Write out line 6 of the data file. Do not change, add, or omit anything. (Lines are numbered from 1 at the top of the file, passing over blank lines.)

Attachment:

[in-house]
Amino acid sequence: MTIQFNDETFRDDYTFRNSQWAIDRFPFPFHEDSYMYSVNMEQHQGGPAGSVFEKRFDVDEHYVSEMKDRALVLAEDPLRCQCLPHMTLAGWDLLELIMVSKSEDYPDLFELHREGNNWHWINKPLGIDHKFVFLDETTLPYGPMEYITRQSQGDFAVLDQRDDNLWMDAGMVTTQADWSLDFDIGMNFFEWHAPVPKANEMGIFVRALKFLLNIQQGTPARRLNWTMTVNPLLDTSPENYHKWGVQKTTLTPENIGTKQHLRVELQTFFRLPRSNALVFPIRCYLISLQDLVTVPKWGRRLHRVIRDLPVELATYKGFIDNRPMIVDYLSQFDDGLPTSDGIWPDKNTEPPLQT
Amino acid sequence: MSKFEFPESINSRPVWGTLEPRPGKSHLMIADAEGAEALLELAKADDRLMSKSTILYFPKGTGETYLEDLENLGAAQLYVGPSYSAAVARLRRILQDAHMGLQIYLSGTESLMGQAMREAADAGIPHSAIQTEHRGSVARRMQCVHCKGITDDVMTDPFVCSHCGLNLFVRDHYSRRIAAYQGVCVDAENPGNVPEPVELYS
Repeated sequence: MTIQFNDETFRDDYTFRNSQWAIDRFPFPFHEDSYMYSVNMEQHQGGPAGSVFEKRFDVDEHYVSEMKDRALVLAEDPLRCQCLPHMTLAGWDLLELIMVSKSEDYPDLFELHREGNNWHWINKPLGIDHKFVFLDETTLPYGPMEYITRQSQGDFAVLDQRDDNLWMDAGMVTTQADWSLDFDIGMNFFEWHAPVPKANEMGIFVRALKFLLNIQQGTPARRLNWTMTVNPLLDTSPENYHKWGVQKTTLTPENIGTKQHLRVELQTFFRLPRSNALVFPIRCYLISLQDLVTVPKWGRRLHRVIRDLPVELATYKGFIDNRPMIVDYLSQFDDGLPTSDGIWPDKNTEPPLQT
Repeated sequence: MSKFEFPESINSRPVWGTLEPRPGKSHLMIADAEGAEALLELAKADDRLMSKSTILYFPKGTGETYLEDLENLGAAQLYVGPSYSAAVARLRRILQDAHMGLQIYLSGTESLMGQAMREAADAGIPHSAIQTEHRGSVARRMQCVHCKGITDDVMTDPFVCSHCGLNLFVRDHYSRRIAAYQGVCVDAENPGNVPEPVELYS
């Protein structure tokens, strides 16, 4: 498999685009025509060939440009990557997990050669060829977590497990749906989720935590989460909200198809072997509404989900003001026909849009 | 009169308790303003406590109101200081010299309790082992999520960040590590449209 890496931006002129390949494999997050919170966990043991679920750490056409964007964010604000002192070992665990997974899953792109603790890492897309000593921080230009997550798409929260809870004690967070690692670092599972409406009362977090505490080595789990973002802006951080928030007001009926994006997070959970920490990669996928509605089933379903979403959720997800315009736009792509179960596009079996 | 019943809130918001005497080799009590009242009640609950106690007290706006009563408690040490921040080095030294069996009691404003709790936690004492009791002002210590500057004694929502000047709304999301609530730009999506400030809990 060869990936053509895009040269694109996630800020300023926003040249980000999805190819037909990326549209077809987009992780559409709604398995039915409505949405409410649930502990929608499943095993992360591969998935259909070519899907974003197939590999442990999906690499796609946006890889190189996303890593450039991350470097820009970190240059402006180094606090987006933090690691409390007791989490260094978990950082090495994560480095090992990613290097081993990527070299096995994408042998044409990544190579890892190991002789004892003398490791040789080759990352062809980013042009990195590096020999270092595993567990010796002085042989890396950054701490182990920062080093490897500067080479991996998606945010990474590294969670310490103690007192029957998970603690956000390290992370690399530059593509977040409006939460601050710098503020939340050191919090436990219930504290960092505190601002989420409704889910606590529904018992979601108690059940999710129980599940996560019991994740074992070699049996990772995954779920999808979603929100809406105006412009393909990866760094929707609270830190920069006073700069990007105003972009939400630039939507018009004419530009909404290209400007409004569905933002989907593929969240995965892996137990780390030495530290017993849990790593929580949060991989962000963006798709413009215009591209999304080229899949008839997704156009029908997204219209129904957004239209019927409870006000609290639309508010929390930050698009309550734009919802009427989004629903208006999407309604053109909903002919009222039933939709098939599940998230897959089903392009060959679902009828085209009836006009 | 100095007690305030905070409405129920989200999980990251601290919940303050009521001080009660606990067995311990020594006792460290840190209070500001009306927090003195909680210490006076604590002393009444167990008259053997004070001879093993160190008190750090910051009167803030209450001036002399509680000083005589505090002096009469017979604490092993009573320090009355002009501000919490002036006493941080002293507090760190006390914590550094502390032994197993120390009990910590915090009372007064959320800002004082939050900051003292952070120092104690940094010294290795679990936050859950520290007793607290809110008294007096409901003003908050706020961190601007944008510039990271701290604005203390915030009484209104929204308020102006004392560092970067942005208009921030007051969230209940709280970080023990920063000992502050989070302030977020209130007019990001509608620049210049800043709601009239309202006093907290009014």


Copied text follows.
């Protein structure tokens, strides 16, 4: 498999685009025509060939440009990557997990050669060829977590497990749906989720935590989460909200198809072997509404989900003001026909849009 | 009169308790303003406590109101200081010299309790082992999520960040590590449209 890496931006002129390949494999997050919170966990043991679920750490056409964007964010604000002192070992665990997974899953792109603790890492897309000593921080230009997550798409929260809870004690967070690692670092599972409406009362977090505490080595789990973002802006951080928030007001009926994006997070959970920490990669996928509605089933379903979403959720997800315009736009792509179960596009079996 | 019943809130918001005497080799009590009242009640609950106690007290706006009563408690040490921040080095030294069996009691404003709790936690004492009791002002210590500057004694929502000047709304999301609530730009999506400030809990 060869990936053509895009040269694109996630800020300023926003040249980000999805190819037909990326549209077809987009992780559409709604398995039915409505949405409410649930502990929608499943095993992360591969998935259909070519899907974003197939590999442990999906690499796609946006890889190189996303890593450039991350470097820009970190240059402006180094606090987006933090690691409390007791989490260094978990950082090495994560480095090992990613290097081993990527070299096995994408042998044409990544190579890892190991002789004892003398490791040789080759990352062809980013042009990195590096020999270092595993567990010796002085042989890396950054701490182990920062080093490897500067080479991996998606945010990474590294969670310490103690007192029957998970603690956000390290992370690399530059593509977040409006939460601050710098503020939340050191919090436990219930504290960092505190601002989420409704889910606590529904018992979601108690059940999710129980599940996560019991994740074992070699049996990772995954779920999808979603929100809406105006412009393909990866760094929707609270830190920069006073700069990007105003972009939400630039939507018009004419530009909404290209400007409004569905933002989907593929969240995965892996137990780390030495530290017993849990790593929580949060991989962000963006798709413009215009591209999304080229899949008839997704156009029908997204219209129904957004239209019927409870006000609290639309508010929390930050698009309550734009919802009427989004629903208006999407309604053109909903002919009222039933939709098939599940998230897959089903392009060959679902009828085209009836006009 | 100095007690305030905070409405129920989200999980990251601290919940303050009521001080009660606990067995311990020594006792460290840190209070500001009306927090003195909680210490006076604590002393009444167990008259053997004070001879093993160190008190750090910051009167803030209450001036002399509680000083005589505090002096009469017979604490092993009573320090009355002009501000919490002036006493941080002293507090760190006390914590550094502390032994197993120390009990910590915090009372007064959320800002004082939050900051003292952070120092104690940094010294290795679990936050859950520290007793607290809110008294007096409901003003908050706020961190601007944008510039990271701290604005203390915030009484209104929204308020102006004392560092970067942005208009921030007051969230209940709280970080023990920063000992502050989070302030977020209130007019990001509608620049210049800043709601009239309202006093907290009014």